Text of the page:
“Now a certain man was there who had an infirmity thirty-eight years. When Jesus saw him lying there, and knew that he already had been in that condition a long time, He said to him, “Do you want to be made well?” ~ JOHN 5:5-6
To say that we all experience hurts and pains in this life is truly stating the obvious, but to follow that statement by saying being made whole is our choice and responsibility isn’t a known truth for many. Nevertheless, it doesn’t make the statement any less true even if it is not widely known or even accepted.
Consider the man who had been laying by the pool of Bethesda. He had been laying there for thirty-eight years (see vs 5) watching others being made whole while he languished in his condition. Then along comes Jesus. But although fully able to make the man whole in an instant, the Lord does something else, He asks him if being healed and whole is what he desires.
We would all immediately assume that the answer to that question would be a resounding ‘yes,’ but that was not the case for the man, although he eventually allowed the Lord to heal him, just as it is not always the case for each of us.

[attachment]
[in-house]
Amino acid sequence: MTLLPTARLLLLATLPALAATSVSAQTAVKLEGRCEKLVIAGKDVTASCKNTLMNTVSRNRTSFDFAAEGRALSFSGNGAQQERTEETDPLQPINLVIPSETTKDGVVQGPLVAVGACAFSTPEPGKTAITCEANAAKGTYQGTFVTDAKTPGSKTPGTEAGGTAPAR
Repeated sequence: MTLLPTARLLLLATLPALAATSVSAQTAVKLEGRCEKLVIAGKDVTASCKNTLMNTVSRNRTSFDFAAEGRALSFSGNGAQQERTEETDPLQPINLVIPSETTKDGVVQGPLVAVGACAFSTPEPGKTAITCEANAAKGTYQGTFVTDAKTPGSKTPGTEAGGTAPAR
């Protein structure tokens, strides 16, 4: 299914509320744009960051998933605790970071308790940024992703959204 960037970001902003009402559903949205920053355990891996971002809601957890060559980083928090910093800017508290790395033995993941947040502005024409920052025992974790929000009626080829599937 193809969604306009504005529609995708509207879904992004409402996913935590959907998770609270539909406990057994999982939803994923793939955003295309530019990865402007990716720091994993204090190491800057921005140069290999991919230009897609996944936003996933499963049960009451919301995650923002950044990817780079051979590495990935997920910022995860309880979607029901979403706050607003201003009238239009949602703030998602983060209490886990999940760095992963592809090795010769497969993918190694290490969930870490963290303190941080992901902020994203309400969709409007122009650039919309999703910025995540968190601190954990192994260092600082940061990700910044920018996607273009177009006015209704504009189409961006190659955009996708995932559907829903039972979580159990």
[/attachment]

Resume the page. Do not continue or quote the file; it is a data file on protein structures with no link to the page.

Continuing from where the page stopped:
Pain becomes familiar. Wounds create a false bed of familiarity and security. We know what to expect from being wounded. We develop false confidence in the limitations drawn by our hurts. If we remain in our wounds we don’t run the risk of being hurt again.
But healing … healing can at times be so foreign when the hurt is all we’ve known that the very idea of being made whole challenges the false identity that the wounds have created and some of us have begun to identify ourselves by our wounds.
Being made whole not only challenges this subconscious act, but it contradicts it. Healing calls us to be unmasked, to become familiar with a person and strength we’ve not been acquainted with, to know ourselves in Christ on an entirely new level.
But the Lord will not unmask, unveil, and reveal us without our yes.
I have had to learn that the Lord doesn’t always just come in and heal, although there are times He certainly does do that (see Walking on Broken Bones), but that WE HAVE TO RELEASE OUR PAIN TO HIS HEALING HANDS. WE have to GIVE HIM PERMISSION.
To allow Christ Jesus to remove the masks of hurt and expose the glory of our true selves made whole requires trust and surrender, trusting His love and capable care for us and surrendering the hurt into His hands.
As He asked the man at the Pool of Bethesda, “Do you want to be made whole?” He wants to make you whole. Bring it all to Him, invite Him into it, let Him heal…I know I need to. (See JOHN 5:1-15)
Take some time to listen to this great song by Fred Hammond, Tell Me Where it Hurts, and meditate on His grace and goodness.